* Q2 sales 3.37 bln eur, EBITDA 812 mln eur
* Lafarge confirms 2014 targets, says forex hit to lessen
* Says sees signs of recovery in Poland, Britain, Greece
* Shares rise 0.7 pct
(Adds detail on Holcim merger plan, improved business in
By Natalie Huet and Gilles Guillaume
PARIS, July 25 Cement maker Lafarge
said on Friday it was well on track for its planned merger with
Swiss peer Holcim and was seeing the first signs of
recovery in Europe.
In a statement, the Paris-listed group posted another drop
in quarterly sales and profit, mainly due to the strength of the
euro against emerging market currencies and the Canadian
dollar, and the company's shrinking scale as it sheds assets to
However, the results were roughly in line with analysts'
expectations and the cement maker stuck to its full-year goals.
Lafarge shares rose after the group said it was confident of
completing its deal with Holcim in the first half of 2015.
The Lafarge-Holcim merger, unveiled in April, would create
the world's top cement group with $44 billion in annual sales
and would be the industry's biggest ever tie-up.
The move would help the pair slash costs, trim debt and
better cope with the rising energy prices and sluggish demand
that have hurt the sector since the 2008 economic crisis. The
pair have kicked off a multi-billion series of asset sales to
win approval from competition regulators.
"Discussions with antitrust authorities are going on in a
constructive way, and we do not expect that this discussion
would put some difficulties on the expected timing (of the
merger)" Chief Financial Officer Jean-Jacques Gauthier told
analysts on a conference call.
The divestments announced so far - which account for around
3.5 billion euros ($4.7 billion) in annual sales - had been
thought out before the merger was announced and will not harm
the synergies expected from the deal, Gauthier said.
Lafarge and Holcim are seeking buyers for Holcim's French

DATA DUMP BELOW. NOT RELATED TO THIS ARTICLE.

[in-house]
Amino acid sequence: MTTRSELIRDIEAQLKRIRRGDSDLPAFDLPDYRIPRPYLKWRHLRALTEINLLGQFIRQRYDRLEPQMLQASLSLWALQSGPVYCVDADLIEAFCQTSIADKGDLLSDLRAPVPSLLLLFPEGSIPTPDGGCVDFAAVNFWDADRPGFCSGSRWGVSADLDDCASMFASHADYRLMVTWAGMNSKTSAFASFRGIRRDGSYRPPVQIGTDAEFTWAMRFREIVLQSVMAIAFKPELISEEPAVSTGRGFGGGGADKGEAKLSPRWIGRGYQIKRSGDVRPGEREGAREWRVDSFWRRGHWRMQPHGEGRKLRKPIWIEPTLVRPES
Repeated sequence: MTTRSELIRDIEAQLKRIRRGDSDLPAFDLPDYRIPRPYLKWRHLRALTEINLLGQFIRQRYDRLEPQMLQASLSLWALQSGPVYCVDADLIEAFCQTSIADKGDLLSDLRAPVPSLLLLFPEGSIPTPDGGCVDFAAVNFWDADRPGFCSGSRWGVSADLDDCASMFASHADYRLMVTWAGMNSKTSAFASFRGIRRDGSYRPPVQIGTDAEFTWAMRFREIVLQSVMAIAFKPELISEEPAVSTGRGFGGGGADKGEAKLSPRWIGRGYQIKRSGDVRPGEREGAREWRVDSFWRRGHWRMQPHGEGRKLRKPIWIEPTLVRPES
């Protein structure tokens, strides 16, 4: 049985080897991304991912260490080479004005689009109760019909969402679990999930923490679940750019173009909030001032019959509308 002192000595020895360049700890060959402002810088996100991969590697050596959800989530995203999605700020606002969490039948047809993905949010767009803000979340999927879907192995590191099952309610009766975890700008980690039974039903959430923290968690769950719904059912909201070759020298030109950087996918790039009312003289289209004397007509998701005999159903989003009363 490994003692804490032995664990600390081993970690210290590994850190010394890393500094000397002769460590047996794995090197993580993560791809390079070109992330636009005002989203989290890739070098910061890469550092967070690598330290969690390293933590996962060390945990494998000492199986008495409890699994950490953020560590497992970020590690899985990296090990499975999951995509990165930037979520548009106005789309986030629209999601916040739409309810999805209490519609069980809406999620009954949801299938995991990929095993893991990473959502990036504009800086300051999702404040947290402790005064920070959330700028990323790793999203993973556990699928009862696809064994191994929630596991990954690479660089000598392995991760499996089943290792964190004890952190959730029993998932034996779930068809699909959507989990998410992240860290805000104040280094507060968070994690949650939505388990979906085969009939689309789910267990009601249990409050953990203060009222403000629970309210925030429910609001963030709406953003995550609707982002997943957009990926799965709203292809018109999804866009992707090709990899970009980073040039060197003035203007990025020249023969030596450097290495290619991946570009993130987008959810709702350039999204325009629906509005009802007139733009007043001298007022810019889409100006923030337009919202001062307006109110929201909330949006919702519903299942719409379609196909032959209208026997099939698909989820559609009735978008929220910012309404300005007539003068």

activities, Lafarge's German ones and other operations in
Austria, Hungary, Romania, Serbia, Britain, Canada, the
Philippines, Mauritius and Brazil.
Lafarge said it would select buyers based on how quickly the
sell-off could be wrapped up and how much value it could
generate. Lafarge's banks will send detailed information on the
assets to potential buyers "in the coming days", Chief Executive
Bruno Lafont told reporters.
Holcim CEO Bernard Fontana told reporters this week that the
companies had received over 100 expressions of interest from
rivals and private equity firms, with several parties indicating
a desire to buy the entire portfolio of assets.
IMPROVEMENT IN GREECE
Lafarge was already on a drive to cut costs and shed assets
to trim debt after an acquisition spree in the past decade
earned it "junk" credit ratings.
Lafarge aims to bring debt below 9 billion euros this year
and confirmed it expected cement demand to grow between 2 to 5
percent in its main markets.
"The situation in North America is improving, growth
continues in emerging markets, and we see the first signs of
recovery in Europe," Lafont told reporters.
He said stronger demand was most noticeable in Poland,
Britain and Greece. In Greece, where public works are
restarting, Lafarge now sees cement volumes growing 7 to 10
percent this year, up from the 0-3 percent growth previously
expected. However, the construction sector remains subdued in
France, weighing on aggregates and ready-mix volumes.
Lafarge's earnings before interest, taxation, depreciation
and amortization (EBITDA) fell 2 percent to 812 million euros
in the second quarter as sales fell 5 percent to 3.37 billion.
Lafarge said it expected a smaller hit from currency rates
in the second half, after a 7 percent drag on both sales and
EBITDA in the second quarter, largely because the currency
comparison with the second half of 2013 will be less drastic.
Lafarge shares were 0.45 percent higher by 1024 GMT,
outperforming the French blue-chip index, down 0.76
($1 = 0.7437 Euros)
(Editing by Andrew Callus/Ruth Pitchford)